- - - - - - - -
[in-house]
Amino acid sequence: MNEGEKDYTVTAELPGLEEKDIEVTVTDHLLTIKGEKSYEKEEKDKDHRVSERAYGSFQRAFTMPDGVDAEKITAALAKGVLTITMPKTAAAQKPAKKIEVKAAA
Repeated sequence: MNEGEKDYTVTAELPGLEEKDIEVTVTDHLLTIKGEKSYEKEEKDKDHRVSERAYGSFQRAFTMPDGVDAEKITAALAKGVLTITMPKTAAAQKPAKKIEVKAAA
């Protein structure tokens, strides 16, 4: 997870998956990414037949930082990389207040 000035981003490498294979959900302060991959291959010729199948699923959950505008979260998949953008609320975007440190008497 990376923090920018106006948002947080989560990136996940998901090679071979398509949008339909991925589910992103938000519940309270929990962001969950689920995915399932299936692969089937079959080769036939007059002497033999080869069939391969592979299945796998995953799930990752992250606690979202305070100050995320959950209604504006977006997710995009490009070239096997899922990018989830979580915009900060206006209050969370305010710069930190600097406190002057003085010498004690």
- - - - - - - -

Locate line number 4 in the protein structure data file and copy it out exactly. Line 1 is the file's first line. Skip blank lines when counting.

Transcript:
């Protein structure tokens, strides 16, 4: 997870998956990414037949930082990389207040 000035981003490498294979959900302060991959291959010729199948699923959950505008979260998949953008609320975007440190008497 990376923090920018106006948002947080989560990136996940998901090679071979398509949008339909991925589910992103938000519940309270929990962001969950689920995915399932299936692969089937079959080769036939007059002497033999080869069939391969592979299945796998995953799930990752992250606690979202305070100050995320959950209604504006977006997710995009490009070239096997899922990018989830979580915009900060206006209050969370305010710069930190600097406190002057003085010498004690």